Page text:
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The Forgotten Colony

By exploring the ideologies of the island’s most important political theorists of the twentieth century, this website provides an overview and analysis of US and Puerto Rican relations since the island’s establishment as a colony in 1898

“Puerto Rico is complicated. The people are complicated. The history is complicated. The story of the United States’ relationship to Puerto Rico is complicated.”

-W. Kamau Bell

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On the twelfth of May in 1898, the United States Navy blockaded on the Puerto Rican capital city of San Juan. About a month later, more than 1,300 infantry soldiers landed on the coast of Guánica, a small town on the southwestern tip of the island, marking the beginning of their offensive into the island. The American invasion ceased on August 13th, when Spain officially relinquished its three-century-long possession of the Caribbean island, and Puerto Rico became a colony of the United States of America.

For more than a hundred years, Puerto Rico has sought to define its political identity under legal US occupation. The island’s political status virtually determines the rights of its citizens and the degree of political autonomy under which Puerto Rican policymakers can enact laws to determine their own nation’s future. The island today is officially defined as a “non-incorporated territory” of the US, a political denomination that carries a unique – and distinctly problematic – legal ambiguity. Despite this particular ambiguity, this legal-political denomination has had very clear, tangible, and significant repercussions on the social and economic development of the country.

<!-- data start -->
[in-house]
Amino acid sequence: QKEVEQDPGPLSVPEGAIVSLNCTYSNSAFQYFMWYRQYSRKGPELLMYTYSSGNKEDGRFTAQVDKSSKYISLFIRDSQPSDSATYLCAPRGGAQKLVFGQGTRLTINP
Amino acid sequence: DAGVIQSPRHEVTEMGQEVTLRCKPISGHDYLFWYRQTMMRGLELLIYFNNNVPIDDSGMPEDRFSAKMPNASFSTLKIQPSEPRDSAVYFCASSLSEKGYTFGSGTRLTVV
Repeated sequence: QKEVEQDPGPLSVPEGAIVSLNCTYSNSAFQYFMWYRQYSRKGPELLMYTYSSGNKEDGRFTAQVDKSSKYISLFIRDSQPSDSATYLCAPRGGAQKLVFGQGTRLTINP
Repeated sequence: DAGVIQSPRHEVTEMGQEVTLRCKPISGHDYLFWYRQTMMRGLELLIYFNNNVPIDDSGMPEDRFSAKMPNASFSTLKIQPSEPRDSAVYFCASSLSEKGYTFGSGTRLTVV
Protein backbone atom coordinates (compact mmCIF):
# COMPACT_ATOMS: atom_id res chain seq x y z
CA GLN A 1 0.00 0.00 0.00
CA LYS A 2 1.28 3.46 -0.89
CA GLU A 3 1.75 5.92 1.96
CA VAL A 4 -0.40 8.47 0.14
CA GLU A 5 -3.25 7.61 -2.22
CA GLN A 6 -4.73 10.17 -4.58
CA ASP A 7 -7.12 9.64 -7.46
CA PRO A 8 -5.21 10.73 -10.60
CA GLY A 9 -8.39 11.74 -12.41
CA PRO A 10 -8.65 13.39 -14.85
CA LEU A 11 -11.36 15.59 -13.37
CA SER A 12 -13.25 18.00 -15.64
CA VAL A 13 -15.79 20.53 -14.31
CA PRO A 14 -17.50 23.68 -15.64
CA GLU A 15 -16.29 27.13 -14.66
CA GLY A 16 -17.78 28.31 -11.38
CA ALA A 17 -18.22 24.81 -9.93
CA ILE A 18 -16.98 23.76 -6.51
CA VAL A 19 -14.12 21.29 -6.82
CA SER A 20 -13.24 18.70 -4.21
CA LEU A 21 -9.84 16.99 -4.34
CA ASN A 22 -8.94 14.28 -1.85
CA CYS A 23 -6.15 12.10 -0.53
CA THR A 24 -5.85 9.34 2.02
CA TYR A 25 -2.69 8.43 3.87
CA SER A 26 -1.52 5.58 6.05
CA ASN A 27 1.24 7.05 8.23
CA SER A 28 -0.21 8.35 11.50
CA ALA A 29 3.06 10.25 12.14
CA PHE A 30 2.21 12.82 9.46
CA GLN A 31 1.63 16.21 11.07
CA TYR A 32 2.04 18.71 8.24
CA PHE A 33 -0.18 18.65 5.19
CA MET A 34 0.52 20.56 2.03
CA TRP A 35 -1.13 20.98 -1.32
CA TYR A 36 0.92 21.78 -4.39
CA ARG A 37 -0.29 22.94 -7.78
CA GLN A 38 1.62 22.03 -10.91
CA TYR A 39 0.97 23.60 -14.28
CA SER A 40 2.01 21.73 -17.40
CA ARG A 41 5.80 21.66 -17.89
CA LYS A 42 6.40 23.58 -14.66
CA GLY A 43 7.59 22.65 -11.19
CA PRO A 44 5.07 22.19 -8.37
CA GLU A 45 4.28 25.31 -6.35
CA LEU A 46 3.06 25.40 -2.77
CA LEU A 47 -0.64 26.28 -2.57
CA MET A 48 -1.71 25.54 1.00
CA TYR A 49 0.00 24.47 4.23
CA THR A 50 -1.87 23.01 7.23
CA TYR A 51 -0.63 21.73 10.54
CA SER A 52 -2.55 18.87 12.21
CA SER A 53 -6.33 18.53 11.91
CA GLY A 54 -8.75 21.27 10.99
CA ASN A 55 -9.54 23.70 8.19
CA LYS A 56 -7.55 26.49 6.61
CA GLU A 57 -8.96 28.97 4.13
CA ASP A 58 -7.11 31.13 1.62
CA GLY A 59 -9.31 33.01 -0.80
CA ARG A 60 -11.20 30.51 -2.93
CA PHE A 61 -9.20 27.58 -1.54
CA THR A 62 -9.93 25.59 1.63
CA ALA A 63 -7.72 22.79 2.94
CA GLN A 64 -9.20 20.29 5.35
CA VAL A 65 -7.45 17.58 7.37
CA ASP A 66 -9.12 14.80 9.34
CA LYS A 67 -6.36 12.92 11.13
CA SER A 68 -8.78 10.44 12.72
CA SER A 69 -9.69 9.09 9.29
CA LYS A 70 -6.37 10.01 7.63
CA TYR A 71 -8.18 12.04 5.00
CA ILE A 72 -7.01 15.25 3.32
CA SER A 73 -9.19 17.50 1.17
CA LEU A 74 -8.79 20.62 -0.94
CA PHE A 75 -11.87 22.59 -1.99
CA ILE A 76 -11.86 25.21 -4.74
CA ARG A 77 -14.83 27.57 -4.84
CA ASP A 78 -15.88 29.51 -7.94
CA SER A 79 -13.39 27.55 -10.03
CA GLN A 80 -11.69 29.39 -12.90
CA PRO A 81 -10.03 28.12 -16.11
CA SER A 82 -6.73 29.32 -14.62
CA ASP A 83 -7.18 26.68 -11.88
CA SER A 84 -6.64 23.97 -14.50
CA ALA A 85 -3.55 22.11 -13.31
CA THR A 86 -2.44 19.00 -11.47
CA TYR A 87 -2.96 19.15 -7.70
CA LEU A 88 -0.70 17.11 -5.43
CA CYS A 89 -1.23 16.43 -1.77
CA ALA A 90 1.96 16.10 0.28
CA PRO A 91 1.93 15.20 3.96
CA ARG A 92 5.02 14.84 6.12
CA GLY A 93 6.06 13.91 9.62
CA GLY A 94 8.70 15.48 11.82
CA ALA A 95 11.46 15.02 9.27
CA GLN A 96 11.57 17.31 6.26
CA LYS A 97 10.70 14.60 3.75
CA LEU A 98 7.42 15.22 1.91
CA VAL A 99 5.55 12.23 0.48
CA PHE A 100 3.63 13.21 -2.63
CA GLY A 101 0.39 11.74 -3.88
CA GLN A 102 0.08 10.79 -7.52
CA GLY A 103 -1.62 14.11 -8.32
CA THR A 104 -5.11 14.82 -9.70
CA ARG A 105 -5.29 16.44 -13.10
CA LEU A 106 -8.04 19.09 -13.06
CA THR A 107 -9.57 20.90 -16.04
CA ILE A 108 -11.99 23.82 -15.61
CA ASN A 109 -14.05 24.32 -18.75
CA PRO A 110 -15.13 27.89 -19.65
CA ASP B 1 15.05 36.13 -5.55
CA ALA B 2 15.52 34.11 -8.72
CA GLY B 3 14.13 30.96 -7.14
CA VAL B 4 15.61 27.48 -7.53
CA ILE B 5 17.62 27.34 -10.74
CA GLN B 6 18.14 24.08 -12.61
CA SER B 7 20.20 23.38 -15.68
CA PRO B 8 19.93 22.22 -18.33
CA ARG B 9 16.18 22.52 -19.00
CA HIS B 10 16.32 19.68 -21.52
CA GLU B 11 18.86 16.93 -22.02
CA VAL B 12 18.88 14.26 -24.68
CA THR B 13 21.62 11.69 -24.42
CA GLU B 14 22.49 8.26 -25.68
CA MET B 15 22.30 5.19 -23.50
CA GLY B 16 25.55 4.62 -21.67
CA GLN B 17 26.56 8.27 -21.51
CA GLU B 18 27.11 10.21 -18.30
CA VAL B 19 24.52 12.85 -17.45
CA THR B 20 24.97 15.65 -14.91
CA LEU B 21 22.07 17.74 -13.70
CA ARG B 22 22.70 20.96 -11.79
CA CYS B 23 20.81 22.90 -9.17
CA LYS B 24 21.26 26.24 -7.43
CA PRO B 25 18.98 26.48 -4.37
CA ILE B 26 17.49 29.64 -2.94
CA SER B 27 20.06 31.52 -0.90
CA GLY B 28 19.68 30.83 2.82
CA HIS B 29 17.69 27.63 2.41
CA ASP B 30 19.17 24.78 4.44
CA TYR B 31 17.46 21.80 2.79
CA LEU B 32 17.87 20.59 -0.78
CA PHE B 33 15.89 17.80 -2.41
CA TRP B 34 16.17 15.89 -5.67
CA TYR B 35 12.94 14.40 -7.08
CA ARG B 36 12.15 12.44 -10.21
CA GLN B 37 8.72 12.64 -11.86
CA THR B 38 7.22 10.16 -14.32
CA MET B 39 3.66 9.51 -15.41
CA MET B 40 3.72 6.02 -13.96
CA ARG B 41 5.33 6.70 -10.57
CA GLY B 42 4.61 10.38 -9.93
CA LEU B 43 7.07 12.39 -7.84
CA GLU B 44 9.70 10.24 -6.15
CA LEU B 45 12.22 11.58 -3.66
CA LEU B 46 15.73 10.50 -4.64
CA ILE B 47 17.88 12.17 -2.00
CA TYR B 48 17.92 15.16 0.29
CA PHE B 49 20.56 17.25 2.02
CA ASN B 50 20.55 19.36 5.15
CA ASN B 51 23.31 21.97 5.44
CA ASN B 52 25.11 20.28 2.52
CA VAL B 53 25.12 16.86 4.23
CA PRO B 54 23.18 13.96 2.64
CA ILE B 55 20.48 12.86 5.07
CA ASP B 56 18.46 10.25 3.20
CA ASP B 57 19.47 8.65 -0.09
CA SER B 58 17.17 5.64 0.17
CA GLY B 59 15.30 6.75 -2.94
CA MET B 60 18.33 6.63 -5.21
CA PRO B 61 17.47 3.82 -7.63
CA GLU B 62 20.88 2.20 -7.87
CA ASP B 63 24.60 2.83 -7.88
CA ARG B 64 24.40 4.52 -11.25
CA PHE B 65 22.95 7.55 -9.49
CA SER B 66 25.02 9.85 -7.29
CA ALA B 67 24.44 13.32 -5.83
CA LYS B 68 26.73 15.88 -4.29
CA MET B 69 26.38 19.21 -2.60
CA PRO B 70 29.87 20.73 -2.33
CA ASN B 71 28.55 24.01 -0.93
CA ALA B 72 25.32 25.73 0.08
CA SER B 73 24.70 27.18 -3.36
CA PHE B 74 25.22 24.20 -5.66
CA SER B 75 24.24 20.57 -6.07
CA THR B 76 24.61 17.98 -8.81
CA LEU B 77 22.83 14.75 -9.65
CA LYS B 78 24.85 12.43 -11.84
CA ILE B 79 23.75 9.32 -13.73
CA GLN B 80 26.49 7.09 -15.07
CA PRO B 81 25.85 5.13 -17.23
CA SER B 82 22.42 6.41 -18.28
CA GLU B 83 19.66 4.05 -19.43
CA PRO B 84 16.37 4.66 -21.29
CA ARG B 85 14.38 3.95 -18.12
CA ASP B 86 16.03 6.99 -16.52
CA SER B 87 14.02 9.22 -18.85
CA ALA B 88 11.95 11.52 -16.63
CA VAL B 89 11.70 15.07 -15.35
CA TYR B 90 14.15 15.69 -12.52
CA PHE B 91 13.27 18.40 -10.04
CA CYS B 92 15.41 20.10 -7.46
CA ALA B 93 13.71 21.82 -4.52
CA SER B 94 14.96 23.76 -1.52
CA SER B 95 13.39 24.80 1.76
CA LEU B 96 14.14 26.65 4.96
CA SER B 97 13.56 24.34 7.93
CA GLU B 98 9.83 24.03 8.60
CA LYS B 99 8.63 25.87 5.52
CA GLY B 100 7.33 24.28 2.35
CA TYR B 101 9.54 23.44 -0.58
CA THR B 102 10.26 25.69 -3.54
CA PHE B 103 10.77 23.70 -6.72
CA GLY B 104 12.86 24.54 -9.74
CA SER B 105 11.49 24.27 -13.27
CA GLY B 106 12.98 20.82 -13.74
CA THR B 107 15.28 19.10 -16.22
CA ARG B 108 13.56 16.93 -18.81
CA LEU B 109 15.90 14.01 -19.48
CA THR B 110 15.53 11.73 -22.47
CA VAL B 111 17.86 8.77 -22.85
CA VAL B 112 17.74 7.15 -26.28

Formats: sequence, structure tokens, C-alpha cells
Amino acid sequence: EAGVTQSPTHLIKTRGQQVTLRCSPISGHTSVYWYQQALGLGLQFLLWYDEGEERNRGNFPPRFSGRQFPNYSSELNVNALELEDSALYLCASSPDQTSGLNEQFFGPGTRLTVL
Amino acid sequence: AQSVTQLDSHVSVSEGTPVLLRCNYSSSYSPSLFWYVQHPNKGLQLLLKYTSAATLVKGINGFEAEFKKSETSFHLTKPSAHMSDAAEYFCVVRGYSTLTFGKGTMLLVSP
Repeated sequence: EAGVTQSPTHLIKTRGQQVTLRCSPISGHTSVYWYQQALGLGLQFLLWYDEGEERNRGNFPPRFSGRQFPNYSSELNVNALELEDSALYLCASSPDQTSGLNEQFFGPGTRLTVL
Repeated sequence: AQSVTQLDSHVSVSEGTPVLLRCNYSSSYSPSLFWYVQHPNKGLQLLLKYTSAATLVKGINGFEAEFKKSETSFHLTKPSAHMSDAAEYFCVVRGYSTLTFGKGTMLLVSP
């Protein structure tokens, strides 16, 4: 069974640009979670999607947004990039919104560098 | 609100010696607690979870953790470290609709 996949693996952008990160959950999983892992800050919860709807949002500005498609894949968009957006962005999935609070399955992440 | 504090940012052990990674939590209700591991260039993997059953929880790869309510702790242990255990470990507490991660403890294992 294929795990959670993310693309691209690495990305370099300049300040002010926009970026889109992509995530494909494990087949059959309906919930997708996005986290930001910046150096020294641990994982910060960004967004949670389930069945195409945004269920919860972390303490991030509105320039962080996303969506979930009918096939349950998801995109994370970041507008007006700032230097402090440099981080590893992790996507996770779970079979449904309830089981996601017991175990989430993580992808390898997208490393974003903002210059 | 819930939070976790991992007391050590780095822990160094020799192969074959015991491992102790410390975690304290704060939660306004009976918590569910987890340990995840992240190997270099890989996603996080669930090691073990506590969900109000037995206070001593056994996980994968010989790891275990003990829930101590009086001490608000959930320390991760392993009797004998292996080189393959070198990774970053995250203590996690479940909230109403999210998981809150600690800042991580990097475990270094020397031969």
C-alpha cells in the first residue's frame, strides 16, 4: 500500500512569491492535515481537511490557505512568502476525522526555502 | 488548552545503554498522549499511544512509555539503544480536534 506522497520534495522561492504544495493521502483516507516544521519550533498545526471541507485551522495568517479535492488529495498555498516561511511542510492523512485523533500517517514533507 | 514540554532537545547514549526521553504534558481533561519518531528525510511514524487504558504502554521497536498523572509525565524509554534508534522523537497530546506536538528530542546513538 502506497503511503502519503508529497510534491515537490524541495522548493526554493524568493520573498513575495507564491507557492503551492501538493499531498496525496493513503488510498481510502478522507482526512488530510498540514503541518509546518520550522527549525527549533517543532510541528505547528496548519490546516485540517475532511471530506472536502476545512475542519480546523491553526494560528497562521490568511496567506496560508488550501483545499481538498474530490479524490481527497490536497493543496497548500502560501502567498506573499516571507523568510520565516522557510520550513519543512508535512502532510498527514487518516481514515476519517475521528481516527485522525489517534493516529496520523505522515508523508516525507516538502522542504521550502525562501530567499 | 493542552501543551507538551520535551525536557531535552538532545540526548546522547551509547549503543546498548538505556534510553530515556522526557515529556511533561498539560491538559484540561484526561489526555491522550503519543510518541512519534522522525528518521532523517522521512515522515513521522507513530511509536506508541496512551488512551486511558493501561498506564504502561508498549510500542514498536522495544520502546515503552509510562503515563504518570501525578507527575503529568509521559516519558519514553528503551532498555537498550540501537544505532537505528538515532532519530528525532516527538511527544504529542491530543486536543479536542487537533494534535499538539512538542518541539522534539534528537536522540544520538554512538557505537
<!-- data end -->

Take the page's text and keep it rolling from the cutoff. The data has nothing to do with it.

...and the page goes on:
There are three primary political perspectives on the century-long issue of Puerto Rico’s political status. ‘Estadistas’ argue in favor of Puerto Rico becoming a state of the Union. ‘Independentistas’, on the opposite side of the spectrum, argue Puerto Rico should detach itself entirely from all of its ties with the United States and become an independent nation. Thirdly, ‘populares’ believe the island should continue being a territory of the United States and legally exist somewhere between statehood and sovereignty. These three prevailing theories on how Puerto Rico deserves to be defined have pervaded the island’s political discussions ever since the American Navy landed in Guánica in 1898. By presenting the lives, careers, and opinions of three of the most important political thinkers of Puerto Rico’s modern history as a North American territory, this website will seek to provide a strong understanding of Puerto Rico’s political alternatives moving forward.

Nationalist Party and Puerto Rico Independence Party

Nationalist Party: The Puerto Rican Nationalist Party was founded in September 12, 1922 and its main objective was to achieve complete independence from the United States. The Nationalist Party at first was a small unorganized political group that was scattered around the island and had fairly little representation. Then came Pedro Albizu Campos, the only…

Commonwealth Party

Popular Democratic Party/Partido Popular Democratico (PPD): The PPD was founded in 1938 after a split from the Puerto Rican Liberal Party. The party held a majority in the delegation that convened to write the Constitution of Puerto Rico and holds its foundation in the belief that Puerto Rico should remain a commonwealth of the United…

Statehood Party

In the span of Puerto Rico’s entire political history, three primary political parties that have outwardly advocated for the immediate incorporation of the island into the United States as a state. The first was the Partido Republicano, founded by Jose Celso Barbosa himself. The party’s agenda rested on the belief that statehood was only going…

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